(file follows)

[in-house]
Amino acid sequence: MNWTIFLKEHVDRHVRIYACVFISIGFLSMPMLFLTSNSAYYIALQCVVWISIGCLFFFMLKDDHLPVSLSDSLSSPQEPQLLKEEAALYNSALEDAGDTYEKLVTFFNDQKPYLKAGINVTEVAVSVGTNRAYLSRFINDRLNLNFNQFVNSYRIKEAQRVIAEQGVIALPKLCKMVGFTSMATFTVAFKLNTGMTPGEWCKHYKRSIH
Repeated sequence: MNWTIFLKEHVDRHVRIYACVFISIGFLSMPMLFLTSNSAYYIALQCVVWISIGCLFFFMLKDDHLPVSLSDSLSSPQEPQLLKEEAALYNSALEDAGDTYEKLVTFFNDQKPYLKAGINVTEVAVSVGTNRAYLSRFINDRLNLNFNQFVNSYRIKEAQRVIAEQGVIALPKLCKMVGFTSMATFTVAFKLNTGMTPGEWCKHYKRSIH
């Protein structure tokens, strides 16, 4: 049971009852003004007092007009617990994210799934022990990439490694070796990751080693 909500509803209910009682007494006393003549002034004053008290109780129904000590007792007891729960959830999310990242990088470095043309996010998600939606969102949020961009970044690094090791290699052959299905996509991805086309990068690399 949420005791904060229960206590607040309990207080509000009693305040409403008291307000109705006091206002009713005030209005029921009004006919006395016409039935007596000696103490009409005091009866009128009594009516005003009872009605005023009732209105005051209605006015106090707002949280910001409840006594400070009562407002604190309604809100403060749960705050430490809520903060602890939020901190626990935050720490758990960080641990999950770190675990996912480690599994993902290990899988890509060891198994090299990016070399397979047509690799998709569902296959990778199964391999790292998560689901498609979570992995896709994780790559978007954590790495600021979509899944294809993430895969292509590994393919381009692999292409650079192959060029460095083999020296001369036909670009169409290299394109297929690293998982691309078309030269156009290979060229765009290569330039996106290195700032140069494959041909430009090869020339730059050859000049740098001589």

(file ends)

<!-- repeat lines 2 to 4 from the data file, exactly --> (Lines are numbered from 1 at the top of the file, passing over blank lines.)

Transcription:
Amino acid sequence: MNWTIFLKEHVDRHVRIYACVFISIGFLSMPMLFLTSNSAYYIALQCVVWISIGCLFFFMLKDDHLPVSLSDSLSSPQEPQLLKEEAALYNSALEDAGDTYEKLVTFFNDQKPYLKAGINVTEVAVSVGTNRAYLSRFINDRLNLNFNQFVNSYRIKEAQRVIAEQGVIALPKLCKMVGFTSMATFTVAFKLNTGMTPGEWCKHYKRSIH
Repeated sequence: MNWTIFLKEHVDRHVRIYACVFISIGFLSMPMLFLTSNSAYYIALQCVVWISIGCLFFFMLKDDHLPVSLSDSLSSPQEPQLLKEEAALYNSALEDAGDTYEKLVTFFNDQKPYLKAGINVTEVAVSVGTNRAYLSRFINDRLNLNFNQFVNSYRIKEAQRVIAEQGVIALPKLCKMVGFTSMATFTVAFKLNTGMTPGEWCKHYKRSIH
């Protein structure tokens, strides 16, 4: 049971009852003004007092007009617990994210799934022990990439490694070796990751080693 909500509803209910009682007494006393003549002034004053008290109780129904000590007792007891729960959830999310990242990088470095043309996010998600939606969102949020961009970044690094090791290699052959299905996509991805086309990068690399 949420005791904060229960206590607040309990207080509000009693305040409403008291307000109705006091206002009713005030209005029921009004006919006395016409039935007596000696103490009409005091009866009128009594009516005003009872009605005023009732209105005051209605006015106090707002949280910001409840006594400070009562407002604190309604809100403060749960705050430490809520903060602890939020901190626990935050720490758990960080641990999950770190675990996912480690599994993902290990899988890509060891198994090299990016070399397979047509690799998709569902296959990778199964391999790292998560689901498609979570992995896709994780790559978007954590790495600021979509899944294809993430895969292509590994393919381009692999292409650079192959060029460095083999020296001369036909670009169409290299394109297929690293998982691309078309030269156009290979060229765009290569330039996106290195700032140069494959041909430009090869020339730059050859000049740098001589």